If your router has USB, it has probably already grabbed for the USB connexion, so that leaves you with any number between and to use for your private computers to use as static IP's, one unique number per machine.

Remember to disable dhcp in your router before you start assigning static IP's. Voyaer 205 user? click this image to open your OWN dhcp settings window

Alternatively, create a new dhcp range somewhere away from your regular static IP's, handy for guests and what-not, perhaps -

Fortunately, assigning a static IP is very easy to achieve, and the same principle applies to every computing platform, the only real difference being where to apply the settings. I'll start with the best place, your gateway router..

At The Router..

Router 'Fixed Lease'; in this instace, IPCop

Many routers allow you to create something called a "static lease" or "fixed lease".

I recommend you try this first!

Essentially, this ties a MAC address (the physical address of your network card, theoretically unique to your card) to a particular IP address, so it always gets assigned the same local IP address. It's like a static IP, but with NO setup on the computer required. This has many advantages.

Firstly, you don't have to mess with ANY of your computer's network settings, ever. Because the router is always going to dole out the exact same address to that computer (with that particular MAC), the usual DHCP settings will work fine. Your computer asks for any address, and always gets given the exact same one.

It's not possible to give many specifics, because each router is different, but I can tell you that if you use IPCop as your gateway (A Very Good Idea), it's as simple as clicking one of connexions in the "Current dynamic leases" list, and pressing "Create fixed lease", in the DHCP server page. Two clicks, and you're set for life!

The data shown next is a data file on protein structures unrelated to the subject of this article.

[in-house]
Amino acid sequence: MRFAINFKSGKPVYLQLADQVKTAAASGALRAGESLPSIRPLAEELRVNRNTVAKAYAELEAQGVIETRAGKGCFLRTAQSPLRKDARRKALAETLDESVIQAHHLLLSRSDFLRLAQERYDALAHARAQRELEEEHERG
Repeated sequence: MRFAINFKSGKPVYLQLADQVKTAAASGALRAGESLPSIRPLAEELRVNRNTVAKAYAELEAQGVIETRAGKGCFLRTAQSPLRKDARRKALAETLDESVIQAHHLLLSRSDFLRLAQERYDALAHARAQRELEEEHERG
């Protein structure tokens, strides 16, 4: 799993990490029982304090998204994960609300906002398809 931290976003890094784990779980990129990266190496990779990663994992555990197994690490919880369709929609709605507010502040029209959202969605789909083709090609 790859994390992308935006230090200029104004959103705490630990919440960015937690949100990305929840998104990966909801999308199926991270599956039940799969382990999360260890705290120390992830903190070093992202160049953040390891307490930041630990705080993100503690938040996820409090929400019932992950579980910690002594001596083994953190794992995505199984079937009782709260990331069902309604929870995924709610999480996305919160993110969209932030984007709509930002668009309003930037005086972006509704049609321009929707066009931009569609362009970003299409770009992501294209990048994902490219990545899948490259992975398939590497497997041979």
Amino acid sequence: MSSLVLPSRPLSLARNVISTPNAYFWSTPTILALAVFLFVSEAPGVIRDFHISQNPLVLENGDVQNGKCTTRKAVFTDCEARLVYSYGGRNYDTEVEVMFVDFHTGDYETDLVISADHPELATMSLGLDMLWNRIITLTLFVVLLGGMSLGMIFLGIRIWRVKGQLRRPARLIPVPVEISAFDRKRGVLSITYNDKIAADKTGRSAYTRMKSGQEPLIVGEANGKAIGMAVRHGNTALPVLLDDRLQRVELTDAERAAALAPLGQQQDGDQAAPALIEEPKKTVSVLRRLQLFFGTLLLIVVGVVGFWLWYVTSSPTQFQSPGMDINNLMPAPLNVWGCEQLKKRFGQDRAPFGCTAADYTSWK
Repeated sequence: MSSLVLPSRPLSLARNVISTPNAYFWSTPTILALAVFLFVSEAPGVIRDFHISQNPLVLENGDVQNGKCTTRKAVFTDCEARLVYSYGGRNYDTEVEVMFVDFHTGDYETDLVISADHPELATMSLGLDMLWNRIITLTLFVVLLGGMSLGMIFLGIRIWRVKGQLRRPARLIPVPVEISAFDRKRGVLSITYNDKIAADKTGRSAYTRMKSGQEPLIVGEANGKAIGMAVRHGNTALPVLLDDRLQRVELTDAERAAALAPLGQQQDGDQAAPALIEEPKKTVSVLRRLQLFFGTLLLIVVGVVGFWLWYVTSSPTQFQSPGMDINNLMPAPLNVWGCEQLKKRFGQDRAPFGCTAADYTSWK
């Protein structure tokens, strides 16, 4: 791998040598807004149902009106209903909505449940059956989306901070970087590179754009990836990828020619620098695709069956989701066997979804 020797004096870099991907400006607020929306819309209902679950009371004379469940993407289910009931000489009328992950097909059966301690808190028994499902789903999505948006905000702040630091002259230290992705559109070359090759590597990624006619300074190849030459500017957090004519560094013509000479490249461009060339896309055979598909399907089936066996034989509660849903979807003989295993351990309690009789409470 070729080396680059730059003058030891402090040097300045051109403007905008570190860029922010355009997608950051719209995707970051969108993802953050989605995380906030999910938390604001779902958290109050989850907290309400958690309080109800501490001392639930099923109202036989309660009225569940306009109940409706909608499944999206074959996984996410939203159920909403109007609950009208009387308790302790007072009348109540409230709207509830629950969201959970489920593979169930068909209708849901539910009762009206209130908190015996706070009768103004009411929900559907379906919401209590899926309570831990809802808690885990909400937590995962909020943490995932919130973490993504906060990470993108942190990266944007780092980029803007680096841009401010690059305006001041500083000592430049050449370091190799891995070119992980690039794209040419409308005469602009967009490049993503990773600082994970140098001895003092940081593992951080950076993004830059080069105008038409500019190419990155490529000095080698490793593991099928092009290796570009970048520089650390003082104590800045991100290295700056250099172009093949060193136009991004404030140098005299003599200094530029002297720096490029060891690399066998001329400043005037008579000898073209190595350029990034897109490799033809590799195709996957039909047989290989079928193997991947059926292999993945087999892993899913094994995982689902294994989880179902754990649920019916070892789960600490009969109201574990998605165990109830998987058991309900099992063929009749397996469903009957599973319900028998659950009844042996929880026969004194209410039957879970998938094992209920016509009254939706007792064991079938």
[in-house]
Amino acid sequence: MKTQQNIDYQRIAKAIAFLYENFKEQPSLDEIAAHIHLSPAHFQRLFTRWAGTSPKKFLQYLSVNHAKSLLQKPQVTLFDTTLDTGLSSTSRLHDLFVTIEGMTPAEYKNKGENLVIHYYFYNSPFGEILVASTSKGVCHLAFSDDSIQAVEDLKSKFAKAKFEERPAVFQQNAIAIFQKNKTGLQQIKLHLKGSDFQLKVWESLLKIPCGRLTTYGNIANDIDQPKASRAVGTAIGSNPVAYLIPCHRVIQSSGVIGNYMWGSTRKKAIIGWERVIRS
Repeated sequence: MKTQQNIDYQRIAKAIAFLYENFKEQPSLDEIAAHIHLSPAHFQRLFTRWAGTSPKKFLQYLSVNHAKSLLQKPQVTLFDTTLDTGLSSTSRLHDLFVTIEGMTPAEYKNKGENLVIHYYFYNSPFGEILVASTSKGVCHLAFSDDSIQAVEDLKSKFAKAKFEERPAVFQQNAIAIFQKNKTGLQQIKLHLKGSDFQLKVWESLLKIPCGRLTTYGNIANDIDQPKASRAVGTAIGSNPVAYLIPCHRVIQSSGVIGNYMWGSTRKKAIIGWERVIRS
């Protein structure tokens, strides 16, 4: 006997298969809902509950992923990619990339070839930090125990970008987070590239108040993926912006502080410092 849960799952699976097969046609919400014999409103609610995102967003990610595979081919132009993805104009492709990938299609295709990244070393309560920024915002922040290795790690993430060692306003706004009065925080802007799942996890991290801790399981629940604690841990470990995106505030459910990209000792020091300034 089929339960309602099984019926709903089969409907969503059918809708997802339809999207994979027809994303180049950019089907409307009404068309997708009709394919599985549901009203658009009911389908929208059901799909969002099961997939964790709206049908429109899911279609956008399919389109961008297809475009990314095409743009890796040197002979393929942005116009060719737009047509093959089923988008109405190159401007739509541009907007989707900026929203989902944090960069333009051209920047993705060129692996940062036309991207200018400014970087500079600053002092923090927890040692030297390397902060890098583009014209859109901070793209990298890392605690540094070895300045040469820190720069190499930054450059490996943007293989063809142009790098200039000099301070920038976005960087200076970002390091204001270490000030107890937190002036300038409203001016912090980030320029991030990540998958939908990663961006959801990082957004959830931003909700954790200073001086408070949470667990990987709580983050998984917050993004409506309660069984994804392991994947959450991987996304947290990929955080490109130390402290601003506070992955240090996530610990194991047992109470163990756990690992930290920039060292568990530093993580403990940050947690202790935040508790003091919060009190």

In some routers it's called "Address Reservation". Whatever its name, if it exists it will likely be in your local (LAN) network/IP settings tab/section.

In OpenWrt, the settings you need are in Network Tab, "DHCP and DNS" sub-tab.

I prefer to edit the OpenWrt config files directly (it's so easy these days!), adding something like this..

## Fixed Lease..
config host
option name 'myhost'
option mac '03:E5:A1:B6:10:C4'
option ip ''

Whatever router you have, it's worth getting this setup (and then making a backup of your router's settings - there's always a tab for this!). You even can reinstall your computer's operating system, reboot, and there is your static IP again! "Zero Config".

If for some reason this isn't available to you, you can set a Static IP Address on your computer..


The dialog you are looking for is here.. Control Panel >> Network Connections >> Local Area Connection >> Properties >> TCP/IP >> Properties


In other words, open the control panel, open Network Connections, right-click the "Local Area Connection" (unless you've renamed it to something else) and chose "Properties", then (in the "general" tab) select "Internet Protocol(TCP/IP)" and click the "Properties" button. Check the "Use the Following IP address" checkbox and enter your desired IP address. If you use as your IP address, the dialog will look something like this..

Windows network connection

..which is a clever screencap, showing you just how to get there. When you're done, okay everything to close all the dialogs. It's smart to use as your address, especially if you plan to use any of the ready-made script kicking around here.

I you are plugging your computers into a network switch (Good Idea!), it's also smart to plug each machine into its corresponding CAT-5 socket, router ( into the first, into the third, and so on, so you can see which is which at-a-glance.